Your list highlights similar issues. In early retirement I’d love to slow travel like many bloggers are doing, but there is a big difference knowing I’d come home to friends and family vs taking up residence somewhere abroad.

    • By TFRadmin

      Thanks for sharing this story Jacq. True Arbitrage is elusive in this world.

  3. By FullTimeFinance

    I think honestly even beyond these I’d be worries about the cultural shock. There are many studies out there on the topic that talk about the high percent of expats that fail and return home. It’s hard to live everything and everyone you know behind. Going somewhere like Asia likely means you see them or it once a year. Most people can’t handle that, and if you come back more often your not saving. I’ve considered a few times in my career taking a position abroad, and done a lot of associated research. It’s not a just show up type of event.

    • By TFRadmin

      Good point, FTF. Culture shock is real, but after spending a year or more in your newfound retirement destination, the culture should not shock you anymore. But initially yes, this is a factor, and this also shows up as your reactions to one or more of the issues mentioned in the article. Spending a full year first is starting sound more sensible right?

  4. By FinanciaLibre

    Some great points here, 10!

    Having lived outside the U.S. twice, I can attest to the presence of a “foreigner tax,” even when you’re fluent in the language and have some measure of social support. It can be tough to navigate even simple things – and it’s easy to get worn out when everything’s just a little tougher.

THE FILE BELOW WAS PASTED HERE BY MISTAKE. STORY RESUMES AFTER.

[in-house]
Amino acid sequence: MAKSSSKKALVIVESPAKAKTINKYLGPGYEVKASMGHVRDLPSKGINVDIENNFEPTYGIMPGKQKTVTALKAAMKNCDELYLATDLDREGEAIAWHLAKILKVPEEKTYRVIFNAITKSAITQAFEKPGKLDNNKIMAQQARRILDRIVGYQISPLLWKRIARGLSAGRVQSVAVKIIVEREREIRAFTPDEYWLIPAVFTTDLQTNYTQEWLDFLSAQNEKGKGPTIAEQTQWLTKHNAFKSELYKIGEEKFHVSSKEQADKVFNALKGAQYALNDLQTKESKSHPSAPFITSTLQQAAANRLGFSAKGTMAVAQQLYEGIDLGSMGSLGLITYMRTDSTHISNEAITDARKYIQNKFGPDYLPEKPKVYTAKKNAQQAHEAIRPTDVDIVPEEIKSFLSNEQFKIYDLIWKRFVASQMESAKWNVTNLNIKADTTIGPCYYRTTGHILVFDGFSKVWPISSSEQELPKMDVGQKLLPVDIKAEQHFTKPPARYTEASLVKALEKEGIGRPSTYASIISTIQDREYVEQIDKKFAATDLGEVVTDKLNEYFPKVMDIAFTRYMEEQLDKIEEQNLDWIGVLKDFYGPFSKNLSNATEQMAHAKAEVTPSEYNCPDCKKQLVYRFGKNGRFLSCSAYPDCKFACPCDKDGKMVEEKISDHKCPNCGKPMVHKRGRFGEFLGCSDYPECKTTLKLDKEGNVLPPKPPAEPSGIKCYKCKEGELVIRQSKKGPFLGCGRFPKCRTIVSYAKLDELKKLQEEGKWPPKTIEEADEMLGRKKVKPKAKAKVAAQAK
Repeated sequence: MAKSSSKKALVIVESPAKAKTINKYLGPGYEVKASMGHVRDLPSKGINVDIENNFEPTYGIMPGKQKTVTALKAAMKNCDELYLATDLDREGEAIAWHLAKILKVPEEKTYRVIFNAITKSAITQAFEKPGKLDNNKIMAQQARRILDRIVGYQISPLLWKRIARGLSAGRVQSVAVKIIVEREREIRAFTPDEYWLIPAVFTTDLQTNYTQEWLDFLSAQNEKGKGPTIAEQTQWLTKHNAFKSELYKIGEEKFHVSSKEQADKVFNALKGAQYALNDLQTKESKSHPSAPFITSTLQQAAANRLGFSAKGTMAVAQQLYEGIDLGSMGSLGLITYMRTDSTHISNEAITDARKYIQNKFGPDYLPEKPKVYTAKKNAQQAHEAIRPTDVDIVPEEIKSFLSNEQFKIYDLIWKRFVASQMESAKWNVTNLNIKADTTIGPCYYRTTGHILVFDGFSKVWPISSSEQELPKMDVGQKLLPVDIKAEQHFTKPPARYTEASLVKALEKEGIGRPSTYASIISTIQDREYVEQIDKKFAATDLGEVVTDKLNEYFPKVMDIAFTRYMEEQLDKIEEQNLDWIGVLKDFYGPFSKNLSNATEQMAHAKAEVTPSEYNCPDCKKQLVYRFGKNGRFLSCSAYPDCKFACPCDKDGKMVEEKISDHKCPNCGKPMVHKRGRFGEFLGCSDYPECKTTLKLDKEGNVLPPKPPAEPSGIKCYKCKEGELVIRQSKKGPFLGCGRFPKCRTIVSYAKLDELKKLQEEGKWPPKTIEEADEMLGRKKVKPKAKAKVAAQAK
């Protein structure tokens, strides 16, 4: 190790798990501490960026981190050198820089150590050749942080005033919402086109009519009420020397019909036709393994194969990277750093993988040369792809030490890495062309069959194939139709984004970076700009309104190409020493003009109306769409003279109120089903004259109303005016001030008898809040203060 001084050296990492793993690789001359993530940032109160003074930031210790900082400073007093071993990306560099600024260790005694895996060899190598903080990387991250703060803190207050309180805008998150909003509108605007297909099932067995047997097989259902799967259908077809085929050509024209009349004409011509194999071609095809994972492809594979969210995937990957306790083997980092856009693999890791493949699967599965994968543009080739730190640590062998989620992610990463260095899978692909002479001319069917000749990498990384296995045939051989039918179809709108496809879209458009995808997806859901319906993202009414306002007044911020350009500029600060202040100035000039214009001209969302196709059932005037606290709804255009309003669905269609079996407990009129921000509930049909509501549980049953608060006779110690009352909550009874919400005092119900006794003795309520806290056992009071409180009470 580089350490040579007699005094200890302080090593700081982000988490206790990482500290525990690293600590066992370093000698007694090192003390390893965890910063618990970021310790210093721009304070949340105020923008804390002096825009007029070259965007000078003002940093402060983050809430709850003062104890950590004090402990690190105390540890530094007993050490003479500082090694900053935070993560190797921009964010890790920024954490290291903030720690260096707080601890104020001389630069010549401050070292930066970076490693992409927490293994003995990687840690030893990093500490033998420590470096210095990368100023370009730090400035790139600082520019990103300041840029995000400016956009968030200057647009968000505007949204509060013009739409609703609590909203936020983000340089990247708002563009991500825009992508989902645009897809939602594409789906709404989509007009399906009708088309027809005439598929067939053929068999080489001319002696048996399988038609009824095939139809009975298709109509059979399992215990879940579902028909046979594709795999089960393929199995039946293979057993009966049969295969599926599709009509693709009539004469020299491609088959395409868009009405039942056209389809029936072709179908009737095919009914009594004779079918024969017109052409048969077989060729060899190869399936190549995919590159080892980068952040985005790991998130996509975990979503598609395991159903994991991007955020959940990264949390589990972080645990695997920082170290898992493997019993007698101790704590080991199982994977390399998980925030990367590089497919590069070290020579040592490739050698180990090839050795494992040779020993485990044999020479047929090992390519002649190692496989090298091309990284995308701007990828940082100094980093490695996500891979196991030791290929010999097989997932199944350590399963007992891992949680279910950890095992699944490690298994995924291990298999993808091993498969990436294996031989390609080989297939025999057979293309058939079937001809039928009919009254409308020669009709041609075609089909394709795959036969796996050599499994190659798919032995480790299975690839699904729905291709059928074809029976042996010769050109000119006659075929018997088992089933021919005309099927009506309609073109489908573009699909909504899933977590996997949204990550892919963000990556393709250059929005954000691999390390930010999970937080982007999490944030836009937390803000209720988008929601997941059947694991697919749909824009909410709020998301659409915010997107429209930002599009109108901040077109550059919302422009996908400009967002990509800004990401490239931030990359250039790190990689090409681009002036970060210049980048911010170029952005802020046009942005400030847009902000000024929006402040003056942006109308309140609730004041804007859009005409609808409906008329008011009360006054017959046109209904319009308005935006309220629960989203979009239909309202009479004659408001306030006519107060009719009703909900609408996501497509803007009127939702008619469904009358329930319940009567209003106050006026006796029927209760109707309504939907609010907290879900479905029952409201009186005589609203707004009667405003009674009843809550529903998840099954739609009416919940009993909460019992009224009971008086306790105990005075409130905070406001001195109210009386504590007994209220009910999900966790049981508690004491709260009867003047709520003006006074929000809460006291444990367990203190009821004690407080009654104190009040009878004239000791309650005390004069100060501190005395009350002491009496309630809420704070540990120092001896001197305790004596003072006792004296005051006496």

Thanks for this thoughtful post!

  5. By Smart Provisions

    Interesting perspective!

    That’s not really something I thought about when I think about the possibilities of living abroad.

    I guess I kinda expected there to be a similar structure since I’m already so used to what we have in the US.

    • By TFRadmin

      Thanks for the comment SP. When you have lived abroad for as long as I have, you will know the nuances of making it work there. I hope this post helps people consider a cheap retirement abroad with eyes wide open.

  6. By Mr/Mrs H &3

    I agree with many points here. My husband would constantly cost me extra for looking foreign in developing countries. He was my walking dollar sign. We had to remember to purchase like the locals. Just because the exchange rate was in our favor, that does not mean we were millionaires with unlimited funds. I’ve known so many who went through their 401k (which they cashed out) and came back to the U.S. to start over in a few years. The black outs, mosquitoes and the impassable muddy roads during rainy season were something that tested me. Despite all those, I will not pass on the chance to visit family, see new places and experience new things. I appreciate how you pointed out everything and not just gloss over the good bits. Thanks for telling it like it is.

    • By Ten Factorial Rocks (TFR)

      Thanks for this useful comment that adds a personal example to the article. At TFR, we try to take the road less traveled! The thousands of paradise-eyed retirees who rely on magazines and internet to arbitrage their retirement are likely to be disappointed unless they try living like a local for at least a year, as mentioned in the article.